Raiders: Sign defense, play the numbers offensively


The numbers game. You see it when searching for a job, or being out on the prowl for a hot date. The more phone numbers you gather, the higher your chances for a fun Friday night.

For every good pick in the NFL draft, there are three bad ones. This applies to Rounds one through seven.

Sidney Rice of the Seattle Seahawks is a perfect example. Signed to a big money contract in 2011 following an upward trend in his play, he played three underwhelming seasons and was released. Tommy Kelly and Jamarcus Russell are two others that fall into the same category.

For that reason, the Oakland Raiders should spend big on their defensive line – perhaps Henry Melton, Pat Sims and Randy Starks, along with Michael Johnson, Matt Shaughnessy and re-sign Lamarr Houston.

Then consider playing the numbers – particularly with guys that fit the “boom or bust” bill.


It’s not exactly risk.  Picking Tavon Austin seventh overall in the draft is risky, as the St. Louis Rams did last season, but trading the No. two pick for five others is not.

Managers open to a combination of advanced metrics and traditional football perspective know this already.

Economist Cade Massey, a mainstay in the analytics field, published a paper in 2010 showing the argument for maximizing the number of draft picks by trading down.

Brian Burke, another visible figure in the analytics community, argues that impact players are selected higher in the draft. He definitely has ample evidence to prove it. with picks such as Calvin Johnson, Jerry Rice, Peyton Manning and others.

But what about the Tony Romos, Tom Bradys and Arian Fosters of the world? Brady, being the only one of three drafted at all, was taken at the end of the sixth round.  Wes Welker is another prolific receiver that fits the prototype of a “sleeper.”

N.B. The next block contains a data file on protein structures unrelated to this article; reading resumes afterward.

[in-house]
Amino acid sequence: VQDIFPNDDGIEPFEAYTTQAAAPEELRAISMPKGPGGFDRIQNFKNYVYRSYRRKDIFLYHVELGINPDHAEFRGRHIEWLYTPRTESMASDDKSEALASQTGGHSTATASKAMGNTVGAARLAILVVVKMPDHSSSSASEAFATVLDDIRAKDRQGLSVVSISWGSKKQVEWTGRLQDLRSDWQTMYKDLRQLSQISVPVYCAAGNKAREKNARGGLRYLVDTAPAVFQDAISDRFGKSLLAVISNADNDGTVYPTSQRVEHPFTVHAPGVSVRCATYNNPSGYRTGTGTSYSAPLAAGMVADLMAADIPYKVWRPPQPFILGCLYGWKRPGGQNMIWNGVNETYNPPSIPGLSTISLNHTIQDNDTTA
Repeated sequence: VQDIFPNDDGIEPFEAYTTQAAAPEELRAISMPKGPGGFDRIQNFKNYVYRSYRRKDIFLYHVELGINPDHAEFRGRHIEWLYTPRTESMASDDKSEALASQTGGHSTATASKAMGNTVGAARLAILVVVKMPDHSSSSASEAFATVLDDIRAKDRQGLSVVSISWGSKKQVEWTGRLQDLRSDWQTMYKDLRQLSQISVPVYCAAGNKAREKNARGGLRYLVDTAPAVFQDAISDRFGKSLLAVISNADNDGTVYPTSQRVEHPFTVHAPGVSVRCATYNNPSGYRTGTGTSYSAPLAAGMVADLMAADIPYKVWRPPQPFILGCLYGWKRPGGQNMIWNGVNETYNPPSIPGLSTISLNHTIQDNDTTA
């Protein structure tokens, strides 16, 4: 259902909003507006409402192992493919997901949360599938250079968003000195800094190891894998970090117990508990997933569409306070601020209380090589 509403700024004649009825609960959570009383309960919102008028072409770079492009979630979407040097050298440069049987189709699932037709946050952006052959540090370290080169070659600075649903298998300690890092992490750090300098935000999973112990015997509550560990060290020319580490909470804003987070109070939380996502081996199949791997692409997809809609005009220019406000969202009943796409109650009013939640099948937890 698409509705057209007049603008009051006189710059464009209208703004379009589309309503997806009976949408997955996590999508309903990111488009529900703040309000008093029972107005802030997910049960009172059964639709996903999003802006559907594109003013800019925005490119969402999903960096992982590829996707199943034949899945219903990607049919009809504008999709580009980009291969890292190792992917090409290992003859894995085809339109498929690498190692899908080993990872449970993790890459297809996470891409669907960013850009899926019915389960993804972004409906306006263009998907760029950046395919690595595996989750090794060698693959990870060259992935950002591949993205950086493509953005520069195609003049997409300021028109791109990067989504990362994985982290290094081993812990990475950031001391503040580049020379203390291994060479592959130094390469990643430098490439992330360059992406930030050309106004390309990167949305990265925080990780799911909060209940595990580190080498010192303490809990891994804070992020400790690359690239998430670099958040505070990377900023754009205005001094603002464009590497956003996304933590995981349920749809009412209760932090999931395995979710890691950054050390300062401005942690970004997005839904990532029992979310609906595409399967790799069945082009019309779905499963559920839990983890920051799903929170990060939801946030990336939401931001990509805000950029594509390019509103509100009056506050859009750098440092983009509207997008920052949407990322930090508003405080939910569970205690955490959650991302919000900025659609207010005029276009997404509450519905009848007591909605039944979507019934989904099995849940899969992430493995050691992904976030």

All of the first-overall picks in the past 25 years have either been Pro Bowl-caliber or had their careers  ruined by injuries.

There is indeed great value to owning the top pick. But for teams with needs — like the Browns and Raiders — there’s no better way to draft than by trading picks – for more picks.

Another scenario, utilized by the Patriots a few years back, is trading a current-year lower round pick for a future higher round pick. Then trading that pick for a future higher round selection. New England turned a seventh-round pick into a third-round selection with this strategy.

The Raiders have more urgency to field a quality team, so that might not happen, but it lends to the notion that skill in drafting is more pick-management than making a particular selection.

After all, team’s have access to all of the same information, along with the same player-pool.


Don’t sleep on Sammy Watkins, but don’t get your hopes up, either. There are too many good receivers in this draft to want to roll the dice just once when you can roll three times.

Mike Evans. Jordan Mathews. Brandin Cooks. Allen Robinson. Jeff Janis. There’s a good chance that three of those five names will be available with the 37th pick – the Raiders’ second selection.

Teams are also valuing pass-rushers at a premium, which is why Oakland might want to stay away from drafting them early this year.

Though by trading back, Oakland could multiply their third-round chances and select a defensive tackle. LSU’s Ego Ferguson could fall, as could DaQuan Jones (Penn State) and Cal’s Deandre Coleman.